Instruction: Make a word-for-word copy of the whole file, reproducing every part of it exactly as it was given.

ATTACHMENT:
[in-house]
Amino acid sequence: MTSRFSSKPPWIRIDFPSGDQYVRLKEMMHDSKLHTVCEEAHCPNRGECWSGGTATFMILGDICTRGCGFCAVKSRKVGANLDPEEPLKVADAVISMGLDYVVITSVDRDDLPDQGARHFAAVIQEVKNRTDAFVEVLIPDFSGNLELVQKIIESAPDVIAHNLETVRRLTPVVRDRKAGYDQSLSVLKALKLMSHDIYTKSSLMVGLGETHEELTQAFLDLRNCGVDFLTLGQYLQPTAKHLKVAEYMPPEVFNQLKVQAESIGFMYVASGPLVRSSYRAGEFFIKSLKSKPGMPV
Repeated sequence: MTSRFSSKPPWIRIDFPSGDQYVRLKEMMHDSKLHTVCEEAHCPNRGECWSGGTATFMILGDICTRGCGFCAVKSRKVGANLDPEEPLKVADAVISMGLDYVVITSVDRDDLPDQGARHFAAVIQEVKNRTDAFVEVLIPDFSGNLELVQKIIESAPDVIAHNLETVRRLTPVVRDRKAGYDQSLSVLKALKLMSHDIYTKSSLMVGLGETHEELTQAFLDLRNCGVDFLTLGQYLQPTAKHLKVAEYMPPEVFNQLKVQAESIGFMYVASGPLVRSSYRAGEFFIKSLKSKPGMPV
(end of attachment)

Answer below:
[in-house]
Amino acid sequence: MTSRFSSKPPWIRIDFPSGDQYVRLKEMMHDSKLHTVCEEAHCPNRGECWSGGTATFMILGDICTRGCGFCAVKSRKVGANLDPEEPLKVADAVISMGLDYVVITSVDRDDLPDQGARHFAAVIQEVKNRTDAFVEVLIPDFSGNLELVQKIIESAPDVIAHNLETVRRLTPVVRDRKAGYDQSLSVLKALKLMSHDIYTKSSLMVGLGETHEELTQAFLDLRNCGVDFLTLGQYLQPTAKHLKVAEYMPPEVFNQLKVQAESIGFMYVASGPLVRSSYRAGEFFIKSLKSKPGMPV
Repeated sequence: MTSRFSSKPPWIRIDFPSGDQYVRLKEMMHDSKLHTVCEEAHCPNRGECWSGGTATFMILGDICTRGCGFCAVKSRKVGANLDPEEPLKVADAVISMGLDYVVITSVDRDDLPDQGARHFAAVIQEVKNRTDAFVEVLIPDFSGNLELVQKIIESAPDVIAHNLETVRRLTPVVRDRKAGYDQSLSVLKALKLMSHDIYTKSSLMVGLGETHEELTQAFLDLRNCGVDFLTLGQYLQPTAKHLKVAEYMPPEVFNQLKVQAESIGFMYVASGPLVRSSYRAGEFFIKSLKSKPGMPV